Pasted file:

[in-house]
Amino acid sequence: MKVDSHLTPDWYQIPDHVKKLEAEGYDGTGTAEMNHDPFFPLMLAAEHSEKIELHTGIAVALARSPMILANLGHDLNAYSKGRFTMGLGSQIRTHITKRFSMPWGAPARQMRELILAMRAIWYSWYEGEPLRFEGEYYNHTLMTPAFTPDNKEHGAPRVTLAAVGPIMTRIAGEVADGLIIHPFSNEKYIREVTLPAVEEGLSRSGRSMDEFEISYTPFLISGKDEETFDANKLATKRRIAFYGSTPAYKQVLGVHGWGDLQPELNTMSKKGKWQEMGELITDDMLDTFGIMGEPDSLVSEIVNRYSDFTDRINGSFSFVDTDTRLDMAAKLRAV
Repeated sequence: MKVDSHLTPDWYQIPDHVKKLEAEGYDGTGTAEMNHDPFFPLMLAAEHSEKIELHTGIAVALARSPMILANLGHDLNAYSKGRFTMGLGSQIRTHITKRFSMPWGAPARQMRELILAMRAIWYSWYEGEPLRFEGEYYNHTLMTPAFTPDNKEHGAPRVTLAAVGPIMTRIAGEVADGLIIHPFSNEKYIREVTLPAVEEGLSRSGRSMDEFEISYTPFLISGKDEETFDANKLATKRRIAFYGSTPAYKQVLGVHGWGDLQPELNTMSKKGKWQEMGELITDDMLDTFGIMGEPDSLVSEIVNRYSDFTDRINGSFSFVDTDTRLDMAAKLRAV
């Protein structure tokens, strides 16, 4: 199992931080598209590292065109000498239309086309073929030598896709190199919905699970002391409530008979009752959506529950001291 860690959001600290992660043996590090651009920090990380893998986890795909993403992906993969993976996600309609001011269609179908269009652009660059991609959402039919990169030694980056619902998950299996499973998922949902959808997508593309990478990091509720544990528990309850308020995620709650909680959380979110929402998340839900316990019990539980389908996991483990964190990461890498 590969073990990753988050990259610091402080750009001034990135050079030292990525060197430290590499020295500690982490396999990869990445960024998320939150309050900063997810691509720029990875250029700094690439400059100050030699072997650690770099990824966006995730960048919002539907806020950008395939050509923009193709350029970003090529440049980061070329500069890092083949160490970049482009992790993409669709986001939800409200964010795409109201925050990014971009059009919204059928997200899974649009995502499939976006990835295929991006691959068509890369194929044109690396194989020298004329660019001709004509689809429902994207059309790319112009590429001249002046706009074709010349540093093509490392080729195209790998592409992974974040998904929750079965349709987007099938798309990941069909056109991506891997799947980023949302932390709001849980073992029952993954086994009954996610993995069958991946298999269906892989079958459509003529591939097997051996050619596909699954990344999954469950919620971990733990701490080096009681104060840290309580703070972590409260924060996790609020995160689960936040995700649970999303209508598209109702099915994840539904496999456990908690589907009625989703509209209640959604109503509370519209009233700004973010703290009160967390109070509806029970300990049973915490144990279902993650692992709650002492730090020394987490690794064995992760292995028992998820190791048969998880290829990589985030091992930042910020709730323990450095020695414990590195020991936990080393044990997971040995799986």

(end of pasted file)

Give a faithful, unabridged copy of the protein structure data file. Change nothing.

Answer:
[in-house]
Amino acid sequence: MKVDSHLTPDWYQIPDHVKKLEAEGYDGTGTAEMNHDPFFPLMLAAEHSEKIELHTGIAVALARSPMILANLGHDLNAYSKGRFTMGLGSQIRTHITKRFSMPWGAPARQMRELILAMRAIWYSWYEGEPLRFEGEYYNHTLMTPAFTPDNKEHGAPRVTLAAVGPIMTRIAGEVADGLIIHPFSNEKYIREVTLPAVEEGLSRSGRSMDEFEISYTPFLISGKDEETFDANKLATKRRIAFYGSTPAYKQVLGVHGWGDLQPELNTMSKKGKWQEMGELITDDMLDTFGIMGEPDSLVSEIVNRYSDFTDRINGSFSFVDTDTRLDMAAKLRAV
Repeated sequence: MKVDSHLTPDWYQIPDHVKKLEAEGYDGTGTAEMNHDPFFPLMLAAEHSEKIELHTGIAVALARSPMILANLGHDLNAYSKGRFTMGLGSQIRTHITKRFSMPWGAPARQMRELILAMRAIWYSWYEGEPLRFEGEYYNHTLMTPAFTPDNKEHGAPRVTLAAVGPIMTRIAGEVADGLIIHPFSNEKYIREVTLPAVEEGLSRSGRSMDEFEISYTPFLISGKDEETFDANKLATKRRIAFYGSTPAYKQVLGVHGWGDLQPELNTMSKKGKWQEMGELITDDMLDTFGIMGEPDSLVSEIVNRYSDFTDRINGSFSFVDTDTRLDMAAKLRAV
């Protein structure tokens, strides 16, 4: 199992931080598209590292065109000498239309086309073929030598896709190199919905699970002391409530008979009752959506529950001291 860690959001600290992660043996590090651009920090990380893998986890795909993403992906993969993976996600309609001011269609179908269009652009660059991609959402039919990169030694980056619902998950299996499973998922949902959808997508593309990478990091509720544990528990309850308020995620709650909680959380979110929402998340839900316990019990539980389908996991483990964190990461890498 590969073990990753988050990259610091402080750009001034990135050079030292990525060197430290590499020295500690982490396999990869990445960024998320939150309050900063997810691509720029990875250029700094690439400059100050030699072997650690770099990824966006995730960048919002539907806020950008395939050509923009193709350029970003090529440049980061070329500069890092083949160490970049482009992790993409669709986001939800409200964010795409109201925050990014971009059009919204059928997200899974649009995502499939976006990835295929991006691959068509890369194929044109690396194989020298004329660019001709004509689809429902994207059309790319112009590429001249002046706009074709010349540093093509490392080729195209790998592409992974974040998904929750079965349709987007099938798309990941069909056109991506891997799947980023949302932390709001849980073992029952993954086994009954996610993995069958991946298999269906892989079958459509003529591939097997051996050619596909699954990344999954469950919620971990733990701490080096009681104060840290309580703070972590409260924060996790609020995160689960936040995700649970999303209508598209109702099915994840539904496999456990908690589907009625989703509209209640959604109503509370519209009233700004973010703290009160967390109070509806029970300990049973915490144990279902993650692992709650002492730090020394987490690794064995992760292995028992998820190791048969998880290829990589985030091992930042910020709730323990450095020695414990590195020991936990080393044990997971040995799986």